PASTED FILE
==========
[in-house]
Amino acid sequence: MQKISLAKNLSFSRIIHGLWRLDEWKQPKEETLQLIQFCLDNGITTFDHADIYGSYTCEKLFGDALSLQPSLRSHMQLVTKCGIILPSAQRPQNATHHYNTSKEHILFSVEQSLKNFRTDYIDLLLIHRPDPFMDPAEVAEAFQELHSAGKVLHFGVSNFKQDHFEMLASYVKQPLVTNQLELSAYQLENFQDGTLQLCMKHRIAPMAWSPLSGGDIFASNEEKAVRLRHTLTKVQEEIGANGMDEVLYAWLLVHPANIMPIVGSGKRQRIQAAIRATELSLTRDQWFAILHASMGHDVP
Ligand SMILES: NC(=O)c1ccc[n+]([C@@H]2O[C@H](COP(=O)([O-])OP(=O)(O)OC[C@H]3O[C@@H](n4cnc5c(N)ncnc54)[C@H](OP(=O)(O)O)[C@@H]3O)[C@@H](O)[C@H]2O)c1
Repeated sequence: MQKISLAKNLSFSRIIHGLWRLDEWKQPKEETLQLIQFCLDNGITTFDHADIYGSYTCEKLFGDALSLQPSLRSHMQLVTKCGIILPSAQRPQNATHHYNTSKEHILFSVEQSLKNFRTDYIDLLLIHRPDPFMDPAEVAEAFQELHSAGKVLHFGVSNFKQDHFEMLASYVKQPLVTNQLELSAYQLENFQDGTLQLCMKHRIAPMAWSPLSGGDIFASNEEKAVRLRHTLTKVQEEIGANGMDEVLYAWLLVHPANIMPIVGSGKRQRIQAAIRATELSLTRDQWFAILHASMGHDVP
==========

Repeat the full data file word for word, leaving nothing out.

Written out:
[in-house]
Amino acid sequence: MQKISLAKNLSFSRIIHGLWRLDEWKQPKEETLQLIQFCLDNGITTFDHADIYGSYTCEKLFGDALSLQPSLRSHMQLVTKCGIILPSAQRPQNATHHYNTSKEHILFSVEQSLKNFRTDYIDLLLIHRPDPFMDPAEVAEAFQELHSAGKVLHFGVSNFKQDHFEMLASYVKQPLVTNQLELSAYQLENFQDGTLQLCMKHRIAPMAWSPLSGGDIFASNEEKAVRLRHTLTKVQEEIGANGMDEVLYAWLLVHPANIMPIVGSGKRQRIQAAIRATELSLTRDQWFAILHASMGHDVP
Ligand SMILES: NC(=O)c1ccc[n+]([C@@H]2O[C@H](COP(=O)([O-])OP(=O)(O)OC[C@H]3O[C@@H](n4cnc5c(N)ncnc54)[C@H](OP(=O)(O)O)[C@@H]3O)[C@@H](O)[C@H]2O)c1
Repeated sequence: MQKISLAKNLSFSRIIHGLWRLDEWKQPKEETLQLIQFCLDNGITTFDHADIYGSYTCEKLFGDALSLQPSLRSHMQLVTKCGIILPSAQRPQNATHHYNTSKEHILFSVEQSLKNFRTDYIDLLLIHRPDPFMDPAEVAEAFQELHSAGKVLHFGVSNFKQDHFEMLASYVKQPLVTNQLELSAYQLENFQDGTLQLCMKHRIAPMAWSPLSGGDIFASNEEKAVRLRHTLTKVQEEIGANGMDEVLYAWLLVHPANIMPIVGSGKRQRIQAAIRATELSLTRDQWFAILHASMGHDVP